From The Author's Desk: Fast Facts about Online Risks to Kids

From The Author's Desk: Fast Facts about Online Risks to Kids

(Welcome to the first in a new series from our very own book author, Lilla Dale McManis, MEd., PhD.)

The number of kids online is….just about all of them! From more than 50% of preschoolers to 95% of teens almost any kiddo could be the quintessential poster child of “plugged in”. With 99% of parents reporting their child has access to a computer and 88% to a cellphone it’s easy to see how. 

With this much exposure the potential risks to kids from being online are substantial. This is why we have written How To Protect Your Kids Online: The Ultimate ‘How To’ Parent’s Guide. Extensively researched, the book brings you accurate information and proven strategies to keep your kids safe when using the internet. 

In this article we share an overview from the book of several key issues and a few of the many eye-opening statistics about the risks to kids when they’re online. 

Fast Facts about Online Predators

The internet has introduced an entirely new vehicle for predators to reach kids. An online predator is any person who uses the internet specifically to target minors for nonconsensual sexual or abusive purposes. 

  • Reading the definition, it’s no wonder that meeting strangers online is the number 1 worry of parents, 98% of parents have this concern. 
  • 1 in 5 teens have received an unwanted sexual solicitation via the internet, with the majority being girls at 70%. 
  • Social media is the place the predator used to learn about their victim in 80% of sex crimes. 

Fast Facts about Cyberbully

Cyberbullying is a serious problem for kids and it’s rampant. Cyberbullying goes beyond just a snarky comment or two. It is purposeful and repeated harm via computers, cell phones, and other electronic devices. The internet allows bullies to access their targets on multiple platforms 24/7.

  • 80% of parents are concerned their child will be cyberbullied. 
  • 1 in 4 teens have experienced cyberbullying and 90% have witnessed it. Further, most kids reveal they don’t know how to handle it. 
  • Kids who bully offline (in person) are the ones most likely to do it online. Similarly kids bullied offline tend to be cyberbullying victims.

Fast Facts about Inappropriate Content

Inappropriate content is all over the internet and comes through a wide variety of platforms. While there are personal definitions of what is inappropriate, content that is pornographic, exceptionally violent or hate-centered, or involves self-harm is considered inappropriate for minors. 

  • Almost 95% of parents are concerned about pornography and 85% about violent content. 
  • It might appear on the surface that email is safe yet 80% of elementary through high school kids who use email have gotten inappropriate spam daily. Half of that is to pornographic websites. 
  • In addition to email and websites devoted to specific kinds of inappropriate content, about 30% of kids see it on YouTube.

Fast Facts about Cybersecurity

Cybersecurity falls into two major categories. These are digital threats which have to do with devices and the data that resides on them, and social threats which are about privacy and security breaches. 

  • 60% of parents are concerned about their children’s privacy when they are online.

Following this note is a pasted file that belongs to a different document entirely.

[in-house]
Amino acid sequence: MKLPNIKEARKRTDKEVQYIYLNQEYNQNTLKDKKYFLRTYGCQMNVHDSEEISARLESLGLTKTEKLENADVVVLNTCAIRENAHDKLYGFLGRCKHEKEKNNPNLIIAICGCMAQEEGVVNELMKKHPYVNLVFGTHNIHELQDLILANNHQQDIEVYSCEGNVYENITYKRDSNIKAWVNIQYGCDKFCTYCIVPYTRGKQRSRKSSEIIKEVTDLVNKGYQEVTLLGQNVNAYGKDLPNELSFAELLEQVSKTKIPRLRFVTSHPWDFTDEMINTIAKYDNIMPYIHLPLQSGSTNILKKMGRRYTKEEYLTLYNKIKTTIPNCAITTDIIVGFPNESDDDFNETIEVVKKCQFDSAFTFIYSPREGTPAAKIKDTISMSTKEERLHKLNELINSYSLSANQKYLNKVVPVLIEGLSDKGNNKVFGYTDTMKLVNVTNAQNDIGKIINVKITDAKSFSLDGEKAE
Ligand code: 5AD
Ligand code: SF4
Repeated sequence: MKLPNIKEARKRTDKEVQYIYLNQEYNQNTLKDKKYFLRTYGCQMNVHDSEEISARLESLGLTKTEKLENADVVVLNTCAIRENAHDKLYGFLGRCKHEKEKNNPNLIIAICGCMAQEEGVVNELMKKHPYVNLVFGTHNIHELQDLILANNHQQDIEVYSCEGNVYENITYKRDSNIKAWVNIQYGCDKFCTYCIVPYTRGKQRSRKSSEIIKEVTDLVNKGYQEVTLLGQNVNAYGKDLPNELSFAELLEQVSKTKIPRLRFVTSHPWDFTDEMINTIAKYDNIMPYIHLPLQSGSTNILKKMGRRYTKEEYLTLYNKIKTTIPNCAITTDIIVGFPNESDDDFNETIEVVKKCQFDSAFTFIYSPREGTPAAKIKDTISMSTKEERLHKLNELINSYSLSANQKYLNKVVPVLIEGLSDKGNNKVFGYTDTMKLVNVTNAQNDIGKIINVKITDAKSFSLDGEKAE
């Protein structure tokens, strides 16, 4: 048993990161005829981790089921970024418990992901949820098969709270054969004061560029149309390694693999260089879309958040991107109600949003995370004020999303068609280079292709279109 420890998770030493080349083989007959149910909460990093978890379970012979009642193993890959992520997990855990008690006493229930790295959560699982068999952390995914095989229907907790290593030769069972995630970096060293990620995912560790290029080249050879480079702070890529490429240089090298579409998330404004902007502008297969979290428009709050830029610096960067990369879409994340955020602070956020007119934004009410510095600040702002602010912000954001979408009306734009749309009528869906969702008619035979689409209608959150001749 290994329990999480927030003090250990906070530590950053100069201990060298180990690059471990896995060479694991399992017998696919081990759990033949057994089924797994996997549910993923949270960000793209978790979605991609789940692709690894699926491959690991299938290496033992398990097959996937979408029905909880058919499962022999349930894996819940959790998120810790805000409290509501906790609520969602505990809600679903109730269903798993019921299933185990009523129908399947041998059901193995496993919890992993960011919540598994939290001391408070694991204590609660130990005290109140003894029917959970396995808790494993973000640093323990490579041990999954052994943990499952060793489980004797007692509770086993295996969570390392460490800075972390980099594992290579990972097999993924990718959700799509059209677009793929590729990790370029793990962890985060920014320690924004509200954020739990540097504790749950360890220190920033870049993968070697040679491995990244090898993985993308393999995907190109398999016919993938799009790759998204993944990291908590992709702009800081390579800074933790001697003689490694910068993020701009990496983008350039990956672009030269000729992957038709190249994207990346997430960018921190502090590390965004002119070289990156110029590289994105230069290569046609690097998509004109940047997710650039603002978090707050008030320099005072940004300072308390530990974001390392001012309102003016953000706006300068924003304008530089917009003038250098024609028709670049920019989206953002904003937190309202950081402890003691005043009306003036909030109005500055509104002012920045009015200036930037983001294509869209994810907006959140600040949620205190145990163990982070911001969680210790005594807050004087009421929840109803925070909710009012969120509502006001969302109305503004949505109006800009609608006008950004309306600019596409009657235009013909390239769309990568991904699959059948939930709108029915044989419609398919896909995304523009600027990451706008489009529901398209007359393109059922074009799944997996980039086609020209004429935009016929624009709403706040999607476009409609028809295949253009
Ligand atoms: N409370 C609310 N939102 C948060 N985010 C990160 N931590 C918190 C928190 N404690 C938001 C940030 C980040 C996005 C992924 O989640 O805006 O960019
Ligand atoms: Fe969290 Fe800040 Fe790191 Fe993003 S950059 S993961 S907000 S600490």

• While we think about counterfeit websites as being the biggest threat, in truth legitimate but unsecure websites are 21 times more likely to pass on content that is malicious. 
  • Kids are 50 times more likely to be identity theft victims than adults because they have a cleaner online history. 

The Disconnect

As you can see, kids have a great deal on their plate when it comes to using the internet and much of it is very serious. Unfortunately, even though parents report they’re worried about these threats happening, they aren’t aware they’ve already happened for many kids. A case in point is that 66% of kids have experienced a negative online experience with content yet only about 20% of their parents were aware of it.

What Can You Do?

Here are some general guidelines:

  • Educate Yourself. It’s essential you have a solid knowledge-base about what’s going on with kids and the internet and best practices for keeping them safe. 
  • Educate Your Kids. Kids might seem tech-savvy but as these facts show they’re regularly finding themselves in troubling territory. They too need to know the threats and how to stay safe and use the internet positively.
  • Monitor and Set Limits. Just as you do this in other areas from eating well to making sure schoolwork gets done to knowing where your child is going with friends, the parents’ role is to monitor and set boundaries. 

Closing Thoughts and Next Steps

We invite you to read our book to truly become prepared for the task of protecting your kids online. We fully cover each of these topics and many others. You will come know the prevalence and the motivation of those behind these threats. You will learn the signs your child may be a victim in each of the areas. You will get in-depth, concrete guidance for what to do to protect your child from unsafe experiences and what to do if your child has already had a negative experience online. 

About the Author

Lilla Dale McManis, MEd., PhD., is the co-author of "How To Protect Your Kids Online: The Ultimate ‘How To’ Parent’s Guide". She is a founding member of the Early Childhood Technology Collaborative and has worked for the last decade in the area of education and technology. Dr. McManis is President & CEO of Parent in the Know and believes strongly in translating research into meaningful practice.

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